Thursday 27 October 2016

Coleman wary of Irish threat but Serbia delight with 'equal' group

Published 27/07/2015 | 02:30

Russian President Vladimir Putin (R) shakes hands with FIFA president Sepp Blatter during a meeting in St. Petersburg
Russian President Vladimir Putin (R) shakes hands with FIFA president Sepp Blatter during a meeting in St. Petersburg
O'Neill: Good draw

Wales manager Chris Coleman is riding a wave of positivity at the moment, but he believes that World Cup opponents Ireland are in a different place because they landed the toughest Euro 2016 qualifying group.

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Coleman, whose contract is up at the end of the Euros race similar to Martin O'Neill, is therefore not entirely sure that he will be in charge for the next campaign. But with Wales well on their way to the finals in France next summer, the ball will firmly be in his court.

He is enjoying the profile that has come with a meteoric rise up the rankings to a position of top seed.

And, speaking in St Petersburg on Saturday, he revealed that he looked to Ireland and specifically Robbie Keane for inspiration when he started his journey with this group of players.

It's unclear if Ireland's record goalscorer will be around for the Russian race, but Coleman respects what he has achieved in this sphere.

"When I took this job with Wales and I was speaking to our players, I mentioned Robbie Keane and said 'Look how many caps he has, look how many times he's turned out for Ireland.' We haven't had a player with 100 caps yet; we've got one or two well on the way now but if you look at Robbie Keane, he's a great example of how to do it, how to approach being an international football player.

"You've got one or two others with great experience. Ireland are always a tough game for anyone and you've had success in the last 15-20 years, you've been to European Championships, you've been to World Cups. We haven't so we'll be going into these games and your boys will be a little more savvy to it than we will. We'll just need to cope with that."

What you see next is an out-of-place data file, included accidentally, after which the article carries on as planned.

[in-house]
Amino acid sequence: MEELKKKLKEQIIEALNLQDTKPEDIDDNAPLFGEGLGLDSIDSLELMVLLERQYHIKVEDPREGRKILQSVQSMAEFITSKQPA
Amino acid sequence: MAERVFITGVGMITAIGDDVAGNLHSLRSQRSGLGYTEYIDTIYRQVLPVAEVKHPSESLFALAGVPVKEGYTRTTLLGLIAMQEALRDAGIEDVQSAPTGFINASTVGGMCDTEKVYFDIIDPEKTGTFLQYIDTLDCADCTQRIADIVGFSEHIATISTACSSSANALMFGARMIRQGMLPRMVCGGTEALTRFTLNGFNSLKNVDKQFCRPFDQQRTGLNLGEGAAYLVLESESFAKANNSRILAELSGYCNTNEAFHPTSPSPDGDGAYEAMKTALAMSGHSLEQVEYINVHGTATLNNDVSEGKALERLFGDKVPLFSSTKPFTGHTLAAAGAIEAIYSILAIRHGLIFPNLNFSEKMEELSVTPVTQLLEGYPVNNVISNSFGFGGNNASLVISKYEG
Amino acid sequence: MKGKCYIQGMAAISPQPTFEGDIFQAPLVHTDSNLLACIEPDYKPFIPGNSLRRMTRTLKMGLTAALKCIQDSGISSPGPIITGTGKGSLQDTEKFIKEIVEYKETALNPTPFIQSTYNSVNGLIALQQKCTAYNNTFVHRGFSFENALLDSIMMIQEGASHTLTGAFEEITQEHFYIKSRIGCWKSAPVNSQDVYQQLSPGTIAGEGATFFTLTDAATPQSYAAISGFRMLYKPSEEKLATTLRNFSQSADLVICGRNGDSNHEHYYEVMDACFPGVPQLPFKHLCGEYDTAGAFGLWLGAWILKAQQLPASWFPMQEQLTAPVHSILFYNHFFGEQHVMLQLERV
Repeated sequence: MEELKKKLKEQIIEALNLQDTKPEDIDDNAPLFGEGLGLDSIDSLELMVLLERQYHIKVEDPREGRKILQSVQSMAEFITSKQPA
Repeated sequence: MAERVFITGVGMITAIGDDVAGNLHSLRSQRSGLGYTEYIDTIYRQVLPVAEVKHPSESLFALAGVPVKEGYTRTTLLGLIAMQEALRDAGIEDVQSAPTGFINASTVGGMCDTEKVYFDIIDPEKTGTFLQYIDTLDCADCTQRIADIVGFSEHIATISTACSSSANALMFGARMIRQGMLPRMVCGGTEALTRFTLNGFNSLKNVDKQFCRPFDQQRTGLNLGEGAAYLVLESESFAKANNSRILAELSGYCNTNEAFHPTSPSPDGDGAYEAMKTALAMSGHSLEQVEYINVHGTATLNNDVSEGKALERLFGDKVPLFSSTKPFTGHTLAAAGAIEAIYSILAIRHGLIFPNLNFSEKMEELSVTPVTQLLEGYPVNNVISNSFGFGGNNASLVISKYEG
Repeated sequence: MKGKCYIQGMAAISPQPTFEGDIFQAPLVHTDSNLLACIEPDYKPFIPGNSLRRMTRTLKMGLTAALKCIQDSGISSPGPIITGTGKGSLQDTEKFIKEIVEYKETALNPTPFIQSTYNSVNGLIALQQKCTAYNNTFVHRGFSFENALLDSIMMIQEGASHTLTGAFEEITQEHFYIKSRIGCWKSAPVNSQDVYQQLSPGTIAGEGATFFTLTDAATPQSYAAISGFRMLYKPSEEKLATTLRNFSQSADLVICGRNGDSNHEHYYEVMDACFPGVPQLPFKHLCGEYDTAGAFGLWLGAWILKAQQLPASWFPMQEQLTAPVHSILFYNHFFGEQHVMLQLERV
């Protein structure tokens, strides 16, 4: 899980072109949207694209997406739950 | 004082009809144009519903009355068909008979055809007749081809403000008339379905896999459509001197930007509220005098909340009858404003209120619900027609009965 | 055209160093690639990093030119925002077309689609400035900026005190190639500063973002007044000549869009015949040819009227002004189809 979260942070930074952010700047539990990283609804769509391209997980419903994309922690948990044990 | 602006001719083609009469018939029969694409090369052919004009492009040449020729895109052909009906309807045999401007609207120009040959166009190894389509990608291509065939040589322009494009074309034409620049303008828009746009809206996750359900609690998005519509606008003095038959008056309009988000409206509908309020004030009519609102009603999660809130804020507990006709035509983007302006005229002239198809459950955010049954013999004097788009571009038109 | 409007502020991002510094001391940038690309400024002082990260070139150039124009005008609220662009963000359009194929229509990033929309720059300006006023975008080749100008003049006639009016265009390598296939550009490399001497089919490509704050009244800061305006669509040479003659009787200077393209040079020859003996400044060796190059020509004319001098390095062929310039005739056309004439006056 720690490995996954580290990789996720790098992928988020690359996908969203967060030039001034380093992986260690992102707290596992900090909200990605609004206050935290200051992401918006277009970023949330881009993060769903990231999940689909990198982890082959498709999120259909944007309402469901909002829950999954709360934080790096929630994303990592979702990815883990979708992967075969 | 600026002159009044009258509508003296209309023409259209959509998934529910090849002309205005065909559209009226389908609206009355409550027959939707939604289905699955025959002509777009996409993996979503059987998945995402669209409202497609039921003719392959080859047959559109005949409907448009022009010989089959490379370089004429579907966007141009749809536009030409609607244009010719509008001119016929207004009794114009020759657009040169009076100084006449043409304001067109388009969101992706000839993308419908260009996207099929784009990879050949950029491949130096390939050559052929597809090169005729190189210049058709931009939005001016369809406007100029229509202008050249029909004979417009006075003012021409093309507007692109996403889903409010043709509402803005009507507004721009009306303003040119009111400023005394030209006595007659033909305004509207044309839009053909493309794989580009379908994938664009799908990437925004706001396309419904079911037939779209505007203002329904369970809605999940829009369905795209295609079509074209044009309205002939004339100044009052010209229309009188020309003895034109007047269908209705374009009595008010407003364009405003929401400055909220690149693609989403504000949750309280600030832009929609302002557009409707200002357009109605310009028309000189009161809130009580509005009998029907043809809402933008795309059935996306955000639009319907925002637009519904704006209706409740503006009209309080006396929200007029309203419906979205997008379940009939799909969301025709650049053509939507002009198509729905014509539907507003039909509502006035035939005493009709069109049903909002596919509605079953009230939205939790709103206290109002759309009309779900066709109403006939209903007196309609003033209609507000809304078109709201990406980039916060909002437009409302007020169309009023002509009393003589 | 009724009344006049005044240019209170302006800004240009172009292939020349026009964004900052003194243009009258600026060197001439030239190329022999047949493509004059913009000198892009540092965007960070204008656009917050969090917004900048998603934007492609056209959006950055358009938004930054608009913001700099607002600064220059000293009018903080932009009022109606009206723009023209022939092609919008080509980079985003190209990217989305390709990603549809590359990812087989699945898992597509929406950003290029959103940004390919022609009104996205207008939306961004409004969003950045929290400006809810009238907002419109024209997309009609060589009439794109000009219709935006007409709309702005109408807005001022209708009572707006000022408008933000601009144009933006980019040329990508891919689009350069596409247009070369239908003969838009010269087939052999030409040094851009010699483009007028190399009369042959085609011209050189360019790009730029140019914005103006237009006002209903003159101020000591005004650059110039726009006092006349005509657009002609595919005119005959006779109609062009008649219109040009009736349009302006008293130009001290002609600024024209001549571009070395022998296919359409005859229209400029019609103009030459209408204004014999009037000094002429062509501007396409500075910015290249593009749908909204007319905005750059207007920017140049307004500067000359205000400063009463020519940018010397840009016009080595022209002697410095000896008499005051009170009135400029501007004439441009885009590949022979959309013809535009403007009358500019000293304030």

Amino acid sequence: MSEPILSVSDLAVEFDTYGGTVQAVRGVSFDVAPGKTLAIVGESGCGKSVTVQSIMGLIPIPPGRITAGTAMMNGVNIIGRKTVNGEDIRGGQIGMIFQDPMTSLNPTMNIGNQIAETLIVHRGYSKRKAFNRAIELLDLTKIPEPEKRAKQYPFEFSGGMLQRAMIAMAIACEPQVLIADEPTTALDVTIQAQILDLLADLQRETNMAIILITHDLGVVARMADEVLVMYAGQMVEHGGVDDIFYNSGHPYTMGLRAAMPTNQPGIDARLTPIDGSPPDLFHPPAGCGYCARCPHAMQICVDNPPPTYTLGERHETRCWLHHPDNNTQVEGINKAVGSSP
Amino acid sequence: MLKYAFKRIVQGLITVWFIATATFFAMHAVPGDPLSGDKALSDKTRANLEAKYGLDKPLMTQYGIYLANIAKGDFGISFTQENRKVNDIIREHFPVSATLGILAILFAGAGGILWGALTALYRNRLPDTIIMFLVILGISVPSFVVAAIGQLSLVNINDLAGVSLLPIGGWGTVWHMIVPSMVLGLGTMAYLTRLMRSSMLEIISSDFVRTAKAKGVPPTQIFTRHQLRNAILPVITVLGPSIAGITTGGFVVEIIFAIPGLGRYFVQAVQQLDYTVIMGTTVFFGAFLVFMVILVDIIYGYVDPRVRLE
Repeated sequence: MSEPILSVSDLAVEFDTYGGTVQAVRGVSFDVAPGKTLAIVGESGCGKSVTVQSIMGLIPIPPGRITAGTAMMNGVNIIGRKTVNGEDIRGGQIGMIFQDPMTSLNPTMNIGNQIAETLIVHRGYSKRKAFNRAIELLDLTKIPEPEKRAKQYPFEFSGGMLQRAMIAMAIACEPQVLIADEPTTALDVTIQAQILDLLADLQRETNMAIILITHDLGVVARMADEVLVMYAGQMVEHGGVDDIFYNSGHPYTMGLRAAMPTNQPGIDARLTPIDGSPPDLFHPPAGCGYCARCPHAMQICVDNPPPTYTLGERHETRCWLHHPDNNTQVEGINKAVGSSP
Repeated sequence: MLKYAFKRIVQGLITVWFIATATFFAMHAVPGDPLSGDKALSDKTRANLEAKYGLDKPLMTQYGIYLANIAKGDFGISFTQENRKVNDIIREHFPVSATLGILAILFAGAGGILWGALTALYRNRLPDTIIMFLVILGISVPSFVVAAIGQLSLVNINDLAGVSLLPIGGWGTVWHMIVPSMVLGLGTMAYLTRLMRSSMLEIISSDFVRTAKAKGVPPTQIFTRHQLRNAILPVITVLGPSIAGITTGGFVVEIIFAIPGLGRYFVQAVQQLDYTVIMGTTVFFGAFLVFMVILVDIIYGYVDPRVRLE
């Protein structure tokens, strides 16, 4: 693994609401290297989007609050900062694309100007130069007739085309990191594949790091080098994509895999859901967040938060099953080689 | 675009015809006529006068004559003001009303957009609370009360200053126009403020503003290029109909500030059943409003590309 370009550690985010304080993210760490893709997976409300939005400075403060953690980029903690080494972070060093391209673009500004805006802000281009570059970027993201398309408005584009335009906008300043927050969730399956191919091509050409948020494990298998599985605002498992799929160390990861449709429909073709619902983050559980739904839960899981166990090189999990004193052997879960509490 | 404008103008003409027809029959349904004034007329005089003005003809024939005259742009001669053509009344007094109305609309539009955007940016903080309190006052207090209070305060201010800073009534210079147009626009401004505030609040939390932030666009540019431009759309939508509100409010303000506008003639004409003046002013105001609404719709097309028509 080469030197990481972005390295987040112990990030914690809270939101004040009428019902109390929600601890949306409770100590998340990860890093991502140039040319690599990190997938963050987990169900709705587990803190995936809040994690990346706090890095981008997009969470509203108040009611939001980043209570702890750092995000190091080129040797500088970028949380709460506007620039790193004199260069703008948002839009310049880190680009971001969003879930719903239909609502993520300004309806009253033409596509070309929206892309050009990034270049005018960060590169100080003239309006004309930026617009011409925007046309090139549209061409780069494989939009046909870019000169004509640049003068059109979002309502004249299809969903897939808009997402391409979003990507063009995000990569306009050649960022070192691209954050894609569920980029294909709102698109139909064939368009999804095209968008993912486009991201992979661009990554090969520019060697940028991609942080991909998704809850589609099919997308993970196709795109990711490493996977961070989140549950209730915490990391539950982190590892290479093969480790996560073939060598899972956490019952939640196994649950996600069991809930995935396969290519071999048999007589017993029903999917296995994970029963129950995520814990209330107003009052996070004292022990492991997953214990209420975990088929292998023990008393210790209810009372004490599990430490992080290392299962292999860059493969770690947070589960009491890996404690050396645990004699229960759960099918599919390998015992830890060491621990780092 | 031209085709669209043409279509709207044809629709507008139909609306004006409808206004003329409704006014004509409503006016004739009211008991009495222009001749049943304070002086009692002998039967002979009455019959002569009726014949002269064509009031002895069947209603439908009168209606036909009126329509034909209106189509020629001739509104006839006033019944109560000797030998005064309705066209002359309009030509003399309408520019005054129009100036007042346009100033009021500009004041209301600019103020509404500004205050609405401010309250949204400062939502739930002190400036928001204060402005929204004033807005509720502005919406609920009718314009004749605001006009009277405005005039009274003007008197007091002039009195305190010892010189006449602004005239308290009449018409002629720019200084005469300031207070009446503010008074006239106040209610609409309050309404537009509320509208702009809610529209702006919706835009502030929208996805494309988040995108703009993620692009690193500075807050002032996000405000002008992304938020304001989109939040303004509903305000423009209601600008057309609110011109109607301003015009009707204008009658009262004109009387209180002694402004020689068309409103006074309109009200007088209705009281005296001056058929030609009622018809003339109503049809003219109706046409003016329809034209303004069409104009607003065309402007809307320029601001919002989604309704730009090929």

Coleman, whose late father was Irish, has watched all of Ireland's Euro 2016 qualifiers and that's why he has sympathy with O'Neill in his current position.

"It's a hard group, isn't it? Scotland, Poland, Germany. It doesn't come harder than that and it's difficult sometimes to get momentum," he explained.

"If your next game is against Germany or against Scotland away, all these things are difficult and I think Ireland's was probably the toughest group but they're still in with a shout - they still have a chance. Martin knew it was a tough one before you'd even kicked a ball but they're still in with a shout."

Looking further down the line, he thinks that the rankings in the World Cup group will be forgotten once the football kicks off with a genuine sense that every country will fancy their chances.

"When these games come around, you forget where you are," stresses Coleman, who has happy memories of lining out in Dublin as a player in a 1993 friendly in Tolka Park. "It's a good group for all of us; I think once it starts nobody will be thinking about where anybody is seeded.

"We now have to deal with the increasing amount of positivity that there's been about us.

"It's a different type of pressure but it's a pressure that we've wanted and we've earned and I've been saying to Welsh public 'don't play it down, expect us to do good things' and then we have to live up to those expectations. That's how you get success."

Coleman anticipates an improvement from Serbia. "Their young players will come through, there's no doubt about that," he continued, "They can be a tough team and we found that out two years ago when they beat us heavily (6-1). We turned a corner after that. Austria are a good team, a quality side and like I said with the Moldovans and Georgians, there's no easy games. It's a tough group but an interesting one."

The Austrian and Serbian camps couldn't disguise their contentment either. Austrian coach Marcel Koller said: "This is a very balanced group but I am satisfied with the draw. Moldova, Ireland and Wales are opponents we know. But Serbia also has a strong team and very good players. In our group, all the teams are very dangerous. Against Wales and Ireland, we must be physically strong because this is required against the English style of play."

His comments were extremely reserved compared to the expression of joy from Nebojsa Ivkovic, the Secretary General of the Serbian FA.

"It seems to me that we've never had a more favorable draw," he enthused, "From the time of Yugoslavia, through the union of Serbia and Montenegro and ending with Serbia, we did not get more positive news from a draw. However, it is only positive news about the names of the opponents in the qualifiers. We must look for improvement in sporting and organizational terms in order to achieve the target."

Coach Radovan Curcic added: "We have avoided the situation that in the group we have one of the teams from the circle that are always absolute favourites. Group D is an equal group that gives us a right to believe that we can fulfill the expectations."

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